Yeshiva U. Cedes Control of Money-Losing Einstein Medical School

Montefiore Will Run Bronx Institution


By Paul Berger

Published May 27, 2014.

Montefiore Medical Center is set to take over greater control of the running and financing of Yeshiva University’s money-losing Albert Einstein College of Medicine in a move aimed at easing the medical school’s heavy financial burden on Y.U.

In a May 27 statement, Montefiore and Y.U. announced that Montefiore would assume greater responsibility for operations and financial management of Einstein, its neighbor in the east Bronx. Y.U. would continues as Einstein’s degree-granting parent.

Einstein, a research-intensive medical school which opened in 1955, has lost tens of millions of dollars per year over the past few years.

In recent weeks hundreds of Einstein employees have been faced with buyout offers or the risk of layoffs, according to a May 21 report in the Bronx Times.

Y.U., which is battling its worst financial crisis in decades, has recorded steep operating deficits of up to $100 million in each of the past six years. Consultants brought in by Y.U. to stem the crisis have pinpointed Einstein as being responsible for two-thirds of the river of red ink.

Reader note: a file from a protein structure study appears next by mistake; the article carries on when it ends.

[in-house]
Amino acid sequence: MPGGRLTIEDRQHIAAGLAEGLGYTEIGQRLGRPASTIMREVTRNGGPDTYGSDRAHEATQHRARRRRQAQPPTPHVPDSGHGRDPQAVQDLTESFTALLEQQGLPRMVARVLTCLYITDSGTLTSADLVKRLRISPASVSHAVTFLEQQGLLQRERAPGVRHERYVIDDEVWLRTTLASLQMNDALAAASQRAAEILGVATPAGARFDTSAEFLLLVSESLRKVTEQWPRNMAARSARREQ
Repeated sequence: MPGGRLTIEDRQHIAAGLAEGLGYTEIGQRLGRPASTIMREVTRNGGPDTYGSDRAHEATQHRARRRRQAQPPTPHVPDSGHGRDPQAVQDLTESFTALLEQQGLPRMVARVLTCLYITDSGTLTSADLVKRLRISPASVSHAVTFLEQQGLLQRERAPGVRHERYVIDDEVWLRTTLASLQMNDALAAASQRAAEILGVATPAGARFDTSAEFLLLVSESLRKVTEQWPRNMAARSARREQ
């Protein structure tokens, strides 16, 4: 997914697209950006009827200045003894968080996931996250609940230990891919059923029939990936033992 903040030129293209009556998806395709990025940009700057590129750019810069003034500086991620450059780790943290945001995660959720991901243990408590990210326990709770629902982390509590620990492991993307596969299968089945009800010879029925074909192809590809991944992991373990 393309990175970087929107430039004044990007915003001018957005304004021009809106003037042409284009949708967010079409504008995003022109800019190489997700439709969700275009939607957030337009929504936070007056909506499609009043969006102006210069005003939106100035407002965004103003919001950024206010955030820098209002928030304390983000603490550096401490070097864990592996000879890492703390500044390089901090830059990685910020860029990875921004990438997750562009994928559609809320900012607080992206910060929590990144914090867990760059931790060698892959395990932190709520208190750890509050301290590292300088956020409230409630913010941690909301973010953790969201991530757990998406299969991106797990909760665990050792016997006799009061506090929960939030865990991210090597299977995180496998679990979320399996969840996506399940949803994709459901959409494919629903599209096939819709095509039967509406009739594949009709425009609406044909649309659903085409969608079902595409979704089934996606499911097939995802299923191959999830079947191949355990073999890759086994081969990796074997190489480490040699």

Last year, $43 million of Y.U.’s total operating deficit of $64 million was attributable to Einstein, according to Carolyn McLean, an analyst at Standard & Poor’s Most of Einstein’s research grants are from the National Institutes of Health, which has faced uncertainty in recent years because of cutbacks in federal spending.

A December 2013 analysis published by S&P noted: “Y.U. projects declining revenue over the next few years based on expected declines in federal (funding) and increased competition for grants.”

During the past two years, according to Y.U.’s audited financial statements, the school’s total grant funding fell sharply, to $205 million in 2013 from $243 million in 2012.

Y.U.’s president Richard Joel, alluded to Y.U.’s financial problems in his statement announcing the creation of a new entity to run Einstein, which he called a “historic” decision.

“We are delighted to emphasize our shared commitment to assuring the continuity and growth of the educational and research functions of Einstein while remaining a leader in medical education.,” Joel said in the statement. “At the same time, we are taking a powerful and important step towards building a financially sustainable Yeshiva University.”

Contact Paul Berger at berger@forward.com or on Twitter, @pdberger



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